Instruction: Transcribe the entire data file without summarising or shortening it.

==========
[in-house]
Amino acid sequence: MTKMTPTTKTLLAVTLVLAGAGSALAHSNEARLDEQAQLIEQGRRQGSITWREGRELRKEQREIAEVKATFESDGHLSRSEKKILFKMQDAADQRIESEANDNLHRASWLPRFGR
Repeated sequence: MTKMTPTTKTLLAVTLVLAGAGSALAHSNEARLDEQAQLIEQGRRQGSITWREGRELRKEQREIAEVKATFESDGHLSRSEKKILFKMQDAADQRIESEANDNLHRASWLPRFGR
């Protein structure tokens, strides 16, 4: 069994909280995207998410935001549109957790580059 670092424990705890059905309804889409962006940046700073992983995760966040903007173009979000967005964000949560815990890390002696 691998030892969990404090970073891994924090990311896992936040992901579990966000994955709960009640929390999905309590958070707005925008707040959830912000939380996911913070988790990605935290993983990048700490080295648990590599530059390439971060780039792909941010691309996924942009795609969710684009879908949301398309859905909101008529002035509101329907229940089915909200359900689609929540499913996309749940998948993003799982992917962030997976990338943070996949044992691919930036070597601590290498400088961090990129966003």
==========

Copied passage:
[in-house]
Amino acid sequence: MTKMTPTTKTLLAVTLVLAGAGSALAHSNEARLDEQAQLIEQGRRQGSITWREGRELRKEQREIAEVKATFESDGHLSRSEKKILFKMQDAADQRIESEANDNLHRASWLPRFGR
Repeated sequence: MTKMTPTTKTLLAVTLVLAGAGSALAHSNEARLDEQAQLIEQGRRQGSITWREGRELRKEQREIAEVKATFESDGHLSRSEKKILFKMQDAADQRIESEANDNLHRASWLPRFGR
């Protein structure tokens, strides 16, 4: 069994909280995207998410935001549109957790580059 670092424990705890059905309804889409962006940046700073992983995760966040903007173009979000967005964000949560815990890390002696 691998030892969990404090970073891994924090990311896992936040992901579990966000994955709960009640929390999905309590958070707005925008707040959830912000939380996911913070988790990605935290993983990048700490080295648990590599530059390439971060780039792909941010691309996924942009795609969710684009879908949301398309859905909101008529002035509101329907229940089915909200359900689609929540499913996309749940998948993003799982992917962030997976990338943070996949044992691919930036070597601590290498400088961090990129966003």